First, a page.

Houston, TX – (StockNewsDesk) – 07/17/2014 — Two of America’s largest cigarettes producing companies are expected to merge in order to provide stiffer competition to the market leader Altria Group, as was announced on Tuesday. Reynolds American is valued at $31.6 billion, while its merging company Lorillard’s market capitalization stands at $22.2 billion. Even after the merger, the new entity will only be second largest when compared to Altria Group, whose market capitalization stands at $83.3 billion. The move comes off the back of steady decline in cigarette consumption over the past years; growing awareness and deterrence measures have significantly hindered cigarette sales across the U.S. Smoking declined from 24.4% of the adult population in 2005 to 17.3% in 2012, the U.S. Centers for Disease Control estimates. Over the past year, cigarette consumption declined by a further 4%.
The two parties have been negotiating and working on finding a favorable outcome for the past 18 months. The talks have had a fair share of hiccups and hurdles in the process. The negotiations rekindled about three months ago, leading to Tuesday’s announcement. The total deal value is $27.4 billion and Lorillard shareholders will receive $50.50 per share in cash. Shareholders will also receive 29.09 shares of Reynolds America for every 100 Lorillard share they own. In the process of a merger, Reynolds’ premiere brands – Camel, Pall Mall and American Spirit — will become the new company’s portfolio, along with Lorillard’s portfolio of Newport menthol-flavored cigarettes and e-cigarettes. However, the move faces resistance from regulators as to why the second and third biggest tobacco producers should be allowed to team up. The anti-trust regulators’ primary concern lies with British American Tobacco, which will control 42% of the new combined company.
However, the economists and federal agencies would not be in a hurry to calculate the Hirfendahl-Hirshman Index due to the existence of a virtual cartel in the tobacco industry. The Master Settlement Agreement of 1998 deliberately allowed high cigarettes prices to discourage consumption and continue a consistent stream of tax revenue to the authorities. Hence, perhaps the move will be able to sail through the regulators’ watch. Another aspect which makes the merger seems more favorable is the fact that some of these Reynolds’ brands will be sold to Imperial Tobacco, which will re-align the tobacco market dynamics in the U.S. whilst allowing Reynolds to challenge the undisputed market leader Altria Group with its flagship Marlboro brand.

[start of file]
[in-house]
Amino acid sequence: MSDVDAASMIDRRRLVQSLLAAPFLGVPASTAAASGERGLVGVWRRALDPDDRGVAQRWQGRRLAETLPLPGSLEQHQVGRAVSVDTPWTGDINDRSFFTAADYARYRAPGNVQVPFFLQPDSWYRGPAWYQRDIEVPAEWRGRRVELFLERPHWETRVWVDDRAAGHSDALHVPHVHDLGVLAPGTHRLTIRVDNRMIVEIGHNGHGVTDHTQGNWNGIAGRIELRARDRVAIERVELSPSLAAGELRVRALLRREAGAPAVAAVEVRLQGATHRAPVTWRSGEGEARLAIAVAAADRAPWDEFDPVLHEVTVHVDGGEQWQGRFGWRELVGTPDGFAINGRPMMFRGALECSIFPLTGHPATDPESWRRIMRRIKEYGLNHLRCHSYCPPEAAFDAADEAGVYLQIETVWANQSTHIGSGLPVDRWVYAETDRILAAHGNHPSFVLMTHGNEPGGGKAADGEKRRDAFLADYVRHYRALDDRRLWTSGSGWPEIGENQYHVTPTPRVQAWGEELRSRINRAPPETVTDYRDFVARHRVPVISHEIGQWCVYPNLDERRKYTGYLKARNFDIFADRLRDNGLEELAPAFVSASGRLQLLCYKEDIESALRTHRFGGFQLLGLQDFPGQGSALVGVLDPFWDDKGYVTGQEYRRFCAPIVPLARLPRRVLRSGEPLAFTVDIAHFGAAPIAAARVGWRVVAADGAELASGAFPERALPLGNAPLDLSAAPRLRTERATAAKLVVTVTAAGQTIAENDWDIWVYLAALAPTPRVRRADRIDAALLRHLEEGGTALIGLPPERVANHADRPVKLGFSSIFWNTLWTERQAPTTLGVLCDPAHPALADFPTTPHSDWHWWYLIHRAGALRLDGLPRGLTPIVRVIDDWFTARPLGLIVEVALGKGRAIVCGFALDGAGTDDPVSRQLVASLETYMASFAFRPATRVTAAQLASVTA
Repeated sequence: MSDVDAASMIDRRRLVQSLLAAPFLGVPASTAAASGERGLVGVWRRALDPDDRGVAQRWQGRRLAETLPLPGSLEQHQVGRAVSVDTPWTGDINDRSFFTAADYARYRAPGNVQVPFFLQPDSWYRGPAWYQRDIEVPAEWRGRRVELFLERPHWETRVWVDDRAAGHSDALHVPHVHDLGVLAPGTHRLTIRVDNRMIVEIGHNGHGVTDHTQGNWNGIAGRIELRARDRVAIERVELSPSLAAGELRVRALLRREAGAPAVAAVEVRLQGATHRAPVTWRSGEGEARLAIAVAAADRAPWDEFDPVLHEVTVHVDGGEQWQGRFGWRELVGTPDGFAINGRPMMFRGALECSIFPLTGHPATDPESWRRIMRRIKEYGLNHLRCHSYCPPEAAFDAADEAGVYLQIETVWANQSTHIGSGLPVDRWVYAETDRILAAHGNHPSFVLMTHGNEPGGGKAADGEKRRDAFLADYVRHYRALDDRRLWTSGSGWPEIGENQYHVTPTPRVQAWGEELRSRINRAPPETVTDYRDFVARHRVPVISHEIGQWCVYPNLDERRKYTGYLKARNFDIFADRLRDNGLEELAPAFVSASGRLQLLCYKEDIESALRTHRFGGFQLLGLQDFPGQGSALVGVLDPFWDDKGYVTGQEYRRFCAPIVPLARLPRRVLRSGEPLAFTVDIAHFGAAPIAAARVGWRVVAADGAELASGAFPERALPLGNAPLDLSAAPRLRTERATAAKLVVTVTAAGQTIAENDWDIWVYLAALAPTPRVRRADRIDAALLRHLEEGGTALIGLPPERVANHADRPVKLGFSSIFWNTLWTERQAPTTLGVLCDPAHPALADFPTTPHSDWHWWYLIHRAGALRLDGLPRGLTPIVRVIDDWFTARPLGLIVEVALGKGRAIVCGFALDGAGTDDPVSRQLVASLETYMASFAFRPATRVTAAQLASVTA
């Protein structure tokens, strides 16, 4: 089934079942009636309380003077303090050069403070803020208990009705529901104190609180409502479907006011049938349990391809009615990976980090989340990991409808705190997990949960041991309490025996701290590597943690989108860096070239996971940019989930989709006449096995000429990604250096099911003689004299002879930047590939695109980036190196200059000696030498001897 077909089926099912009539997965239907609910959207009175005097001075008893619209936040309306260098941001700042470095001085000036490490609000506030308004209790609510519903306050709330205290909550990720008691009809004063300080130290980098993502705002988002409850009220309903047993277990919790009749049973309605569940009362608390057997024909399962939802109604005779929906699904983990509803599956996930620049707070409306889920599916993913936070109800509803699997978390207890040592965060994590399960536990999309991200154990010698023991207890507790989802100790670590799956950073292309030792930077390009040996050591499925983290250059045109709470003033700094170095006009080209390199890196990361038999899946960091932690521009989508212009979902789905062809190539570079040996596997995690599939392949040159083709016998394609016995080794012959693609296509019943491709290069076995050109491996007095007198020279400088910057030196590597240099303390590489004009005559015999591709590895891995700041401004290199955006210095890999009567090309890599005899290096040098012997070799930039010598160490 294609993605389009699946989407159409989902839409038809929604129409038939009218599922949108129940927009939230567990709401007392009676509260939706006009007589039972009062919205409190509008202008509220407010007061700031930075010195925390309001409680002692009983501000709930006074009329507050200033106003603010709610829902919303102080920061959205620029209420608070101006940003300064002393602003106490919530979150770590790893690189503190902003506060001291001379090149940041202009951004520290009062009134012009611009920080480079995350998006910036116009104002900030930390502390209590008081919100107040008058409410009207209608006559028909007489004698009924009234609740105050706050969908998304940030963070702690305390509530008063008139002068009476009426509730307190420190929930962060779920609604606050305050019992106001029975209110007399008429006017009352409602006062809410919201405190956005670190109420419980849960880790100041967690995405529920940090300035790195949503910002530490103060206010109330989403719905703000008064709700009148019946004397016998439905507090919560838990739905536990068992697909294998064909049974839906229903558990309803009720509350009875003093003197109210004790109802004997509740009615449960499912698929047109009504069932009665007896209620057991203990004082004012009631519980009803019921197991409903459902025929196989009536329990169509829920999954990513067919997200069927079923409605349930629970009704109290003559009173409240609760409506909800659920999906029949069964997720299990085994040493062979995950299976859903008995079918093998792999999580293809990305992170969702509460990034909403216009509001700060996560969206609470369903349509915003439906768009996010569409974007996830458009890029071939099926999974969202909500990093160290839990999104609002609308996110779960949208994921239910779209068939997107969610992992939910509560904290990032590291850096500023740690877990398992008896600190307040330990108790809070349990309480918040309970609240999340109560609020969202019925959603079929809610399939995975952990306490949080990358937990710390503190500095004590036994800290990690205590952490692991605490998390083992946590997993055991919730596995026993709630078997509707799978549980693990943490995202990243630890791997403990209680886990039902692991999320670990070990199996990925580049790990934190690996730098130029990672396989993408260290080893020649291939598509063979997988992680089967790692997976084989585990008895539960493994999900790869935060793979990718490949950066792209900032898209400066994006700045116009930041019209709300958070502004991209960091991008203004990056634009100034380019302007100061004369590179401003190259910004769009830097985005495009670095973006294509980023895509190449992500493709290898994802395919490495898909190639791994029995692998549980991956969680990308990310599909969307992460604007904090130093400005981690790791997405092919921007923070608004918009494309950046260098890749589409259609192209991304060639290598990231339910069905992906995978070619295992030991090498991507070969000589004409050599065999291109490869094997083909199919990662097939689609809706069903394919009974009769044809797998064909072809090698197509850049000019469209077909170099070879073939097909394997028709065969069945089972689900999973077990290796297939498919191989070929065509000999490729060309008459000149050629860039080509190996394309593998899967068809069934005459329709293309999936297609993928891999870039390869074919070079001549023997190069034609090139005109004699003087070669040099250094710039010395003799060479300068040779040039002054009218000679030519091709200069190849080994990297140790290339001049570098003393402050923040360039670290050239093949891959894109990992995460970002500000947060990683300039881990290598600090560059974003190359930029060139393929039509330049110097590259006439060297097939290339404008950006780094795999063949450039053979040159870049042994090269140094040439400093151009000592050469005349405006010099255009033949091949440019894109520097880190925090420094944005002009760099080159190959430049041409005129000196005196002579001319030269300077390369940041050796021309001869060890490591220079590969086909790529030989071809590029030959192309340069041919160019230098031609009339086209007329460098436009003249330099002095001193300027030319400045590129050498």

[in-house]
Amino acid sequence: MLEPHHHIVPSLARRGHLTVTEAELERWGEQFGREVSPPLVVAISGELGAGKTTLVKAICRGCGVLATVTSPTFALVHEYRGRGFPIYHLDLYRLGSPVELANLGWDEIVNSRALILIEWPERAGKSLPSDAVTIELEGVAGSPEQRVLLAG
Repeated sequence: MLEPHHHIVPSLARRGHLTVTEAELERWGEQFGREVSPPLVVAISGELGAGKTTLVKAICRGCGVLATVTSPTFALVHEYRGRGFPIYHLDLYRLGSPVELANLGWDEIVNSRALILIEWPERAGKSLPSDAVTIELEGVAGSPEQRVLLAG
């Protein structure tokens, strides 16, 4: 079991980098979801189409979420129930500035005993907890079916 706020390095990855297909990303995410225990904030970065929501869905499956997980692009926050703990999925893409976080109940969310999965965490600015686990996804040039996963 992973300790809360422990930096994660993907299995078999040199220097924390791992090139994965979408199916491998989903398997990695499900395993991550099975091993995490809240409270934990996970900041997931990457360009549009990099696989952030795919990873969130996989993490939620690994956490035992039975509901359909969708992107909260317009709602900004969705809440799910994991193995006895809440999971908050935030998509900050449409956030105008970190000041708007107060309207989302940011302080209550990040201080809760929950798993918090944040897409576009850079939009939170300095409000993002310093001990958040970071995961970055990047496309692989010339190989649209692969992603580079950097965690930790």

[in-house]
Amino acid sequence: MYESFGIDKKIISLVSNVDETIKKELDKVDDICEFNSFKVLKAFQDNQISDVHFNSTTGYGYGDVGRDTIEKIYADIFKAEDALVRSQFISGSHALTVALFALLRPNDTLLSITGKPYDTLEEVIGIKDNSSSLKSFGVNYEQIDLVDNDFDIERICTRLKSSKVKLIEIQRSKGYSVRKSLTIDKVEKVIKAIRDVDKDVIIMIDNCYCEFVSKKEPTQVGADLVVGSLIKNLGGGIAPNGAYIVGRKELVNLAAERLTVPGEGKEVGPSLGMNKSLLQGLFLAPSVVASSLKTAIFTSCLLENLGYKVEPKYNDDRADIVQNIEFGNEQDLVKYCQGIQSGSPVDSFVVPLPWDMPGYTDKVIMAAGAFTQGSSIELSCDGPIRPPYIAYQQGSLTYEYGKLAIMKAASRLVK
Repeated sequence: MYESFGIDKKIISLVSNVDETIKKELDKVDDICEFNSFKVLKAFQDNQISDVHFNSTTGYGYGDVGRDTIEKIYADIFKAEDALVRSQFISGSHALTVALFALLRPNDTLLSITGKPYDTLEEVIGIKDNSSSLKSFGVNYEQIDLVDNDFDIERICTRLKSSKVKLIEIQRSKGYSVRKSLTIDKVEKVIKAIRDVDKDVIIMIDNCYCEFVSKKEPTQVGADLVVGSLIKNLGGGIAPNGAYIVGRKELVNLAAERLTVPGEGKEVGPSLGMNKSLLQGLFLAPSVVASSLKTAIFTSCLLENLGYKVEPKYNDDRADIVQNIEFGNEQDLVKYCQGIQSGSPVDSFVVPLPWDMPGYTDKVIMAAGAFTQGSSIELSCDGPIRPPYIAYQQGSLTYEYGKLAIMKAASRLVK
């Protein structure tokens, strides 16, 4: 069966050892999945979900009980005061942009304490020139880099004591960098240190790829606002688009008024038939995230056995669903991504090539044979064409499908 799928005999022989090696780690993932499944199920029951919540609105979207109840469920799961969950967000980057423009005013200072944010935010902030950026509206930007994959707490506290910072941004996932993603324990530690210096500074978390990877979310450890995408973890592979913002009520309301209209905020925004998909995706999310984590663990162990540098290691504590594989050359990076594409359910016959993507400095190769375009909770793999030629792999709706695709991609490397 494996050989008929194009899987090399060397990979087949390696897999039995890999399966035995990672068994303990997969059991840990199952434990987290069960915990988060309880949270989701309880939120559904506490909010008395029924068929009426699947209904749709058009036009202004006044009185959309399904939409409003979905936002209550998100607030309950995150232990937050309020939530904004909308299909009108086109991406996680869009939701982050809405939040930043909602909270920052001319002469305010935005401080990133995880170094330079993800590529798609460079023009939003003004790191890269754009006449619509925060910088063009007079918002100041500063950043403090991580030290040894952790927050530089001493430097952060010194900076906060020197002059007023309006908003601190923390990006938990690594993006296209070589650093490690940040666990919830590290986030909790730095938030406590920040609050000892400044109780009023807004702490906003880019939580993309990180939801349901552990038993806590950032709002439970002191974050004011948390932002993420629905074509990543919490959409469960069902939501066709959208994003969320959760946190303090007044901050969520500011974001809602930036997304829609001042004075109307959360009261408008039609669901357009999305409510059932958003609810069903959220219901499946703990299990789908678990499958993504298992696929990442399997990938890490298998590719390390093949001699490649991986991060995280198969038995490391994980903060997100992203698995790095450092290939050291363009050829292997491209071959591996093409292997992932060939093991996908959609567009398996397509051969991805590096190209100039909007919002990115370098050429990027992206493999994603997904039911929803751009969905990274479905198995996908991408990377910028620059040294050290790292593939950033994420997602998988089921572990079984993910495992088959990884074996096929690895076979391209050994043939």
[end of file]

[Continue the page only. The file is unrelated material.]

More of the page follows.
Reynolds and Lorillard have stated that they will each sell off some of their other brands to re-align the new company. Imperial Tobacco is the fourth-largest international tobacco company in the U.S. and it has agreed to purchase former Reynolds’ brands KOOL, Salem, Winston, Maverick and blu eCigs in a separate $7.1 billion transaction. Interestingly enough, the new company will hold onto the two separate brands of e-cigarettes produced by the two companies, i.e. Lorillard’s blu eCigs and Reynolds’ VUSE e-cigarette offering. The combined company would continue to run under the Reynolds American name. Besides taking on the Altria Group, another financial incentive for the merger exists under the belief that annual sales will be boosted to $11 billion and operating income will stand at $5 billion. The merger will allow the company to cut costs, improve profits and mount a competitive challenge to Altria’s throne.
Furthermore, the synergy is expected to increase spending on R&D and introduce innovation for new products. The merger will also mean that one unified company now has flagship brands, such as Camel and Pall Mall, while also boosting menthol exposure, such as Newport. Since a multitude of brands will also go to Imperial Tobacco, it will see its market share triple in the U.S. At a time when cigarette sales are declining in the U.S., it may seem startling to read news that British American Tobacco and other board members have approved this re-focusing act in the U.S. But the fact of the matter is that cigarette sales in Europe are declining much faster than in the U.S., hence it is a loss-minimizing strategy to refocus on the U.S. tobacco sales.